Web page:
tric power, without the odor of cooking,
without the time required to cook and
without the mess of dirty pans to wash.
Sure it costs to run the hot water, but
they don’t have a rule against it — I ve
I hope this recipe will help you — I
couldn’t have lived without it.
Oh, and George, there is one other
thing. Before you heat your cans, take the
label off. Otherwise you run the risk of it
coming off in the hot water and clogging
the overspill drain. If you develop a clog,
your sink will run over. I’ve done that be
fore, too.
—Douglas W. Kirk
Psychology, M.S., B.S.
Jounalism, B.S.
Corps doesn't 'boo'
1 nave recently seen some newspaper
articles that indicate that the Cadet Corps
actually booed David Walker during the
A&M-Houston game this year. I find that
very hard to believe but the prospect of
such a thing bothers me even more.
Traditionally, the Cadet Corps and the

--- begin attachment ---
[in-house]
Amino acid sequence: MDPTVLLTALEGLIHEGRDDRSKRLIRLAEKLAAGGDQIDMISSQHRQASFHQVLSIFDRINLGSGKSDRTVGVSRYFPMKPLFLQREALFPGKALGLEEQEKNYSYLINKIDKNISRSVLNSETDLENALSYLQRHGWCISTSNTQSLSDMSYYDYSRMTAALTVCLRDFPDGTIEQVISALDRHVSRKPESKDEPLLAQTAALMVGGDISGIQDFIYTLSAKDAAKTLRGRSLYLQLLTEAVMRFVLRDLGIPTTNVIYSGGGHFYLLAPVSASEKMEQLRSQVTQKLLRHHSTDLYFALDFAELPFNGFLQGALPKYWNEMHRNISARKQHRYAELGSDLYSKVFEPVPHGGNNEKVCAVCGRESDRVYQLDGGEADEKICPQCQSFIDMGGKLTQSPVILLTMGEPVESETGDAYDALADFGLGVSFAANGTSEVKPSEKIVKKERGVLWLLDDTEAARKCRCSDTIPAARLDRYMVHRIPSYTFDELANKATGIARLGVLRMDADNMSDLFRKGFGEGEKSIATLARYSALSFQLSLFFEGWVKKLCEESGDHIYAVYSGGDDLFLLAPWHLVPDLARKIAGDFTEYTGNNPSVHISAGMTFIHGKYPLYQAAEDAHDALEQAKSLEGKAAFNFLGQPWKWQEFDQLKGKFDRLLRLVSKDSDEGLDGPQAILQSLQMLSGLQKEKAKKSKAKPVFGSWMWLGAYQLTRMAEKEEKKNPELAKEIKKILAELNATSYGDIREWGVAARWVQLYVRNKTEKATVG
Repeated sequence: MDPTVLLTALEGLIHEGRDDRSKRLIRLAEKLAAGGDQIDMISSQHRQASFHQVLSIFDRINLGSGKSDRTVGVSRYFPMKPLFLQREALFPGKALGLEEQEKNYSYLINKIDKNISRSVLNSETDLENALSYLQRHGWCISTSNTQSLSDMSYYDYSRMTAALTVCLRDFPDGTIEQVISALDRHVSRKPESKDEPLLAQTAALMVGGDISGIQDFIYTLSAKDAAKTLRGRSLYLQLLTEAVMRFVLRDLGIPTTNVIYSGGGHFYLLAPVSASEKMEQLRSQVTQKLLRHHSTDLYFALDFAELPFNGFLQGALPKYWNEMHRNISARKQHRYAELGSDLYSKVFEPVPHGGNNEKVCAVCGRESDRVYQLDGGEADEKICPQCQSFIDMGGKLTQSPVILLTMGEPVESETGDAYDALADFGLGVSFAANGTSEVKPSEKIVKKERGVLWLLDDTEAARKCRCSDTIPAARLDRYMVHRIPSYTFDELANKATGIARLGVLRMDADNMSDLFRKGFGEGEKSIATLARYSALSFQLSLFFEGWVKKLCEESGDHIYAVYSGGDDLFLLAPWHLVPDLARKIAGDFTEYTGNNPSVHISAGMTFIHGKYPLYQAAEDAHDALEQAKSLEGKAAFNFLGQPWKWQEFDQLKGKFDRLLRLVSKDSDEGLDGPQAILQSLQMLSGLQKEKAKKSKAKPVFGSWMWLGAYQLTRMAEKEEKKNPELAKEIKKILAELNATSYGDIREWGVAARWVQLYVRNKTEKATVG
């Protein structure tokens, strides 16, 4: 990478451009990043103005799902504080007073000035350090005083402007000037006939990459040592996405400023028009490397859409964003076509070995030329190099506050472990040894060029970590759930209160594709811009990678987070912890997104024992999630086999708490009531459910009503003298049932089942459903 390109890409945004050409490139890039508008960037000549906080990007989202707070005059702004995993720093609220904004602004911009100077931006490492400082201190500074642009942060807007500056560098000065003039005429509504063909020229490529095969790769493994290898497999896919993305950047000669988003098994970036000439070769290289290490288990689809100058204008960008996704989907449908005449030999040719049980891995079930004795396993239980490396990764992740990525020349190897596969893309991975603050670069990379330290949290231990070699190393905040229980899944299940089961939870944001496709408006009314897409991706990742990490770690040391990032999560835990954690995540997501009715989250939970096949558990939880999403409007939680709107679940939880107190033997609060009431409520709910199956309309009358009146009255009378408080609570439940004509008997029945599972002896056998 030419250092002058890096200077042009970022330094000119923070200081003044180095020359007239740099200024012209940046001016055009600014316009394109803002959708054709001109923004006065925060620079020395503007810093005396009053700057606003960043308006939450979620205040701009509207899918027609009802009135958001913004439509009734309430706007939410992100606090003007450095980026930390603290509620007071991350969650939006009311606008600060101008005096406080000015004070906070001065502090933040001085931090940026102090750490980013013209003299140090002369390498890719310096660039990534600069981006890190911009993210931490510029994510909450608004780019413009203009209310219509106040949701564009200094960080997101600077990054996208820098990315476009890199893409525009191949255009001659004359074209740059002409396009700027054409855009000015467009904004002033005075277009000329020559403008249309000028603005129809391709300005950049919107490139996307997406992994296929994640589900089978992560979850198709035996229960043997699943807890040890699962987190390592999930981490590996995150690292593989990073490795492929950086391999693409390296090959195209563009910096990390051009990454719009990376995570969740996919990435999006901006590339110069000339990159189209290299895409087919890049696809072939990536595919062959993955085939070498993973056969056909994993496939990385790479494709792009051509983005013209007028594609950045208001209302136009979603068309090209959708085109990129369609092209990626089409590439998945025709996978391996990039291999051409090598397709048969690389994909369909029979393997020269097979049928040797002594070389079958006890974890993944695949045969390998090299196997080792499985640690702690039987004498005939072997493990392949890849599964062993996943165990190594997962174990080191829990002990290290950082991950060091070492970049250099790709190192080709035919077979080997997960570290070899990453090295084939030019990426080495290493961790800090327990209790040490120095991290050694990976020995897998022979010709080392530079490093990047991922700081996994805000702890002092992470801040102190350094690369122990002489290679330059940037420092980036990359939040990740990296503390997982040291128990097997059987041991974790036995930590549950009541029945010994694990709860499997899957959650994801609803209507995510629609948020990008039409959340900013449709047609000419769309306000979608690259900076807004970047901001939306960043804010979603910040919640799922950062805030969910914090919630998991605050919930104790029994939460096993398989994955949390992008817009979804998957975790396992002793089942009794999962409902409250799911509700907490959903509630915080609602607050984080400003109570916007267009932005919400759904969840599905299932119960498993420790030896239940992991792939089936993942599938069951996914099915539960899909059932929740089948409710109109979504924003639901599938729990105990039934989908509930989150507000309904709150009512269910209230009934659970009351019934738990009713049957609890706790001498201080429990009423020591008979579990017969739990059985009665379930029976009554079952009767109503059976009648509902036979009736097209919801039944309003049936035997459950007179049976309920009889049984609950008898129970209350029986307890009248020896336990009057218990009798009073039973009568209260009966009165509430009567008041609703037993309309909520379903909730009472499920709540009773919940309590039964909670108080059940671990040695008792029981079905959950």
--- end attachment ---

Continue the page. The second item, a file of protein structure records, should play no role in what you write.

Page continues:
spirit of the twelfth man have staunchly
supported the Aggie team through good
times as well as bad. There has always
been the realization that you must support
the man in the arena unless you get in
there and do a better job, or said another
way, if you haven’t tried it, don’t knock the
man who is.
I hope the reports are unfounded but if
they are not, it may be time to reintroduce
the principles of cooperative effort, team
work and the twelfth man spirit that have,
in the past, distinguished Texas A&M
from institutions who do boo the players
who represent them.
—John B. Ferrata, Jr., ‘57
Colonel, USAF
■ ■
Top of the News
jlities i
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Registration begins today
Registration for spring 1978 classes will run today through Friday
this week from 8 a.m. to 12 noon and 1 p.m. to 5 p.m. each day,
Registration begins at the office of the student’s department head
with processing completed in the Exhibit Hall of Rudder Center.
Fees will be collected at the Exhibit Hall the day after registration.
Add-drop opens at G. Rollie
Add-drop begins today at 8 a.m. at G. Rollie White Coliseum.
Add-drop will continue through Friday this week and will be open
from 8 a.m. to 12 noon and 1 p.m. to 5 p.m. each day.